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Well, I finished my first macaw. Had some technical help from some (Thank You!), and voila. She actually likes sitting on my shoulder. :icon6: Beautiful Job!!!!! Jan
wood-n-things on 05/13/2010 15:27:05
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These pics do not look like the Macaw is the same on in the mag. They all look larger than the 7" tall,on in the original pattern. Did you folks re-size them?
Marsha on 05/13/2010 19:34:34
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Mike, that's exactly what I was trying to point out in the other post. If you use the pattern from the article that is posted on this forum the parrot is only 7 or 8 inches, but if you use the original pattern from the pull out section of the magazine, the parrot is 16 1/2" long, when you hang it on the perch it's another 1". Marsha
wood-n-things on 05/13/2010 20:51:15
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Now I understand what you were trying to explain....I was able to enlarge it to fit on 8 1/2 x 14 paper but that was as large as I could do at home. I need to organize my mags so I can find them by issue #.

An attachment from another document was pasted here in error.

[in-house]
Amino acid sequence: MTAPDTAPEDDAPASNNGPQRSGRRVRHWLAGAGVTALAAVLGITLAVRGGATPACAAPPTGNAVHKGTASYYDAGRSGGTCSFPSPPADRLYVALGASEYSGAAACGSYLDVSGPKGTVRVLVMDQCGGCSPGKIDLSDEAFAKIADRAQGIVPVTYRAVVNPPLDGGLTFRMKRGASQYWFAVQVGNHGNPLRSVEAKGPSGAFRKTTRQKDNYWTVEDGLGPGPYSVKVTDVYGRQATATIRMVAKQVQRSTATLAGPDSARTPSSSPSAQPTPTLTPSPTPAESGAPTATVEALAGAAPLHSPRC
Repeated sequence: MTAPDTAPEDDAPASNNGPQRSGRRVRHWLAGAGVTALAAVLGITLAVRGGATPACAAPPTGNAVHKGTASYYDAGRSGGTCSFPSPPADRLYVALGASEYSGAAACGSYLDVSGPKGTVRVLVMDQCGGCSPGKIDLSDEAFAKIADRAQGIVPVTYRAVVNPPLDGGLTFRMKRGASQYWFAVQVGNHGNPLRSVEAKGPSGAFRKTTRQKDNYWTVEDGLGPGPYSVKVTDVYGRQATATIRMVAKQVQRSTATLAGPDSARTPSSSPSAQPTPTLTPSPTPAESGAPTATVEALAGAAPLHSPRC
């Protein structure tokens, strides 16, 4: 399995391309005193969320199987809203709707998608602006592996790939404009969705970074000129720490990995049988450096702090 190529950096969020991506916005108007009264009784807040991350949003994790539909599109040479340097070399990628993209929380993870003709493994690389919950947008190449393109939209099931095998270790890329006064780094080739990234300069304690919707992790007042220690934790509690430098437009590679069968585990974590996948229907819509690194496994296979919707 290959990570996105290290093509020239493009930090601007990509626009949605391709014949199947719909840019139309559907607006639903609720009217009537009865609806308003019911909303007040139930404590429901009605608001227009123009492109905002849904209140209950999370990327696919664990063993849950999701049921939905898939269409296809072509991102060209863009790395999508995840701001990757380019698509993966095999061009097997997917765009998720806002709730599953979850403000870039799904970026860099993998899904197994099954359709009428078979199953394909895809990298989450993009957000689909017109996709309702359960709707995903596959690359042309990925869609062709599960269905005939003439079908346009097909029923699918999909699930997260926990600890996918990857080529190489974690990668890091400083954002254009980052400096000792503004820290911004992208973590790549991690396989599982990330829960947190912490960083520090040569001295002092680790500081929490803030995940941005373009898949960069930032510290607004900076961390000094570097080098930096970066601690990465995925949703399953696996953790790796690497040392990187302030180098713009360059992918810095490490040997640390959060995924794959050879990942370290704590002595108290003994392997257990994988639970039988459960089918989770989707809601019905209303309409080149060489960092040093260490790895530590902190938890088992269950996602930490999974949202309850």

Fay P on 08/19/2013 21:33:56
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The pattern is also in the book called scroll saw work book. I ordered it last night on the Amazon site. I ordered both books and I know this is an old thread, but dern that bird is so cute and I 'm hoping the moto will cut it out for me and not go into mutiny like he did the last couple of days. Ha ha.... If the pattern is not large enough I will enlarge it too or try to cut it in 2 parts. The books will be here on Wednesday. Love that bird! Looking forward to making it. Have a great day,,,Fay
bbofpp on 08/26/2013 10:20:58
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I used to put the macaw puzzle out front at craft shows. It was an eye catcher but seldom sold for the $36 asking price.
Fay P on 09/17/2013 13:45:18
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I blew up my pattern and I have a nice 17" bird and will cut it out one of these days. I haven't done that yet as I want to get some sort of wood that is not so sappy. If my new scroll doesn't work out I know the Moto saw will cut it out. Every one have a great and yepppers,,, that darned bird is so cute. Fay
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John A. Nelson
John Nelson is a retired industrial arts educator and the author of The Complete Guide to Making Wooden Clocks and Scroll Saw Workbook. He is considered an expert among scroll saw enthusiasts and is a frequent contributor to Scroll Saw Workshop. He lives in Dublin, New Hampshire. more